This Saturday night the world will be watching as Anthony Joshua seeks revenge against Andy Ruiz Jr in Saudi Arabia. The initial uproar from when the venue was announced seems to have evaporated. It once fogged the event but now the excitement is crystal clear to see.
We revisit ten heavyweight fights which also took place in the most random of locations, some you will be familiar with and some you will wonder why they ever took place there.
Let us begin with the most infamous heavyweight shocker, Mike Tyson was stopped in the ninth round by James ‘Buster’ Douglas losing his WBA, WBC and IBF world titles in Tokyo, Japan. The Tokyo Dome was the venue and is still used for boxing today most recently holding a convention for the WBO.
On the theme of shock results another bookmakers and fans favourite, Lennox Lewis came unstuck when he fought in Brakpan, South Africa losing to Hasim Rahman. It may have taken place in the Carnival City but there were no celebrations from the Lewis camp.
A man who could have found himself facing Anthony Joshua three years ago is Vyacheslav Glazkov. The amateur standout trained by Anatoly Lomachenko has seen his career plagued by injury, the last time he stepped into the ring was against, Charles Martin, remember him? However, Glazkov found himself boxing in Puerto Plata, Dominican Republic against American journeyman, Ramon Hayes.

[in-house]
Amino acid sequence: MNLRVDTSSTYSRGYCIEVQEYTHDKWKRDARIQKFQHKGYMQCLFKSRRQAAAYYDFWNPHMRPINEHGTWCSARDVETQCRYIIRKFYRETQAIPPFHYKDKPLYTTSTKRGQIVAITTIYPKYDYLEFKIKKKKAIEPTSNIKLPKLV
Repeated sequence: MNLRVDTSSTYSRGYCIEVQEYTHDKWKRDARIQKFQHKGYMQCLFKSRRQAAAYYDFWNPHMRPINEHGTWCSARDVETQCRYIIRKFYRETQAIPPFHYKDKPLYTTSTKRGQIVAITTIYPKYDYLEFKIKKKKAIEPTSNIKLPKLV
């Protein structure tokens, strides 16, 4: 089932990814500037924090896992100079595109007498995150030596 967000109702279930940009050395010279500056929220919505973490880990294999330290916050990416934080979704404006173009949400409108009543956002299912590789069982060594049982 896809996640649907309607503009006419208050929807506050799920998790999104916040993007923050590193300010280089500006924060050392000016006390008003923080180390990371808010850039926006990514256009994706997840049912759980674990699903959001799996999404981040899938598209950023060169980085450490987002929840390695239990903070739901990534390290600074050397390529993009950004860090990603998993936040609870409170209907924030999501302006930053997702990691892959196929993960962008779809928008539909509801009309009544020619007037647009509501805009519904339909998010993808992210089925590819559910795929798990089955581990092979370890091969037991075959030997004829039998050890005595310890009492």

The greatest of all time, Muhammad Ali was no stranger to boxing all over the world but no fights more famous than “The Rumble in the Jungle” and the Thrilla in Manila.”
Firstly, the DR Congo was the country of choice for Muhammad Ali vs George Foreman. Ali was looking to regain the world titles he had once lost and George Foreman was, it seemed, unbeatable. Zaire now infamous for the spot of the world to have staged the unthinkable.
One year on and the rumble was old news, it was time for a thriller. Cubao, Quezon City, Philippines, 1975 Muhammad Ali the defending champion against his old foe, Joe Frazier looking to settle the score once and for all in their rubber match, the trilogy bout for more than the world titles, it was pride at stake too. Ali, formerly known as Cassius Clay would go on to retain his titles.
The DR Congo was not the only overseas location, George Foreman was scheduled to fight. He faced another former, Ali opponent Ken Norton in Poliedro, Caracas which can be found on a map in Venezuela. On the theme of former Muhammad Ali opposition, Floyd Patterson battled Jimmy Ellis in Stockholm, Sweden less than two years before professional boxing was banned in the country.
The ban came after a study found that it involved severe and life-threatening injuries, had a brutalising effect on the audience and was governed by unsound economic interests as per an ESPN report.
Another British favourite, Frank Bruno spent the majority of his career fighting in Britain or America but he did venture out to Spain facing heavy hitting, Reggie Gross in Marbella on a four fight card which showcased Lloyd Honeyghan and Gary Mason alongside just one Spaniard, Jose Maria Castillo…
Current WBA, IBF and WBA heavyweight champion, Andy Ruiz Jr is familiar with fighting on the other side of the world from home. The Mexican found himself on the undercards of Manny Pacquiao and Juan Estrada in Macau, China beating Joe Hanks and Tor Hanks over the two fight nights.
With the experience of not only fighting overseas but also winning there too, will Saudi Arabia phase Ruiz Jr on Saturday night? I don’t think so, however, Anthony Joshua has never won outside of Britain as a professional and he will be looking to change that!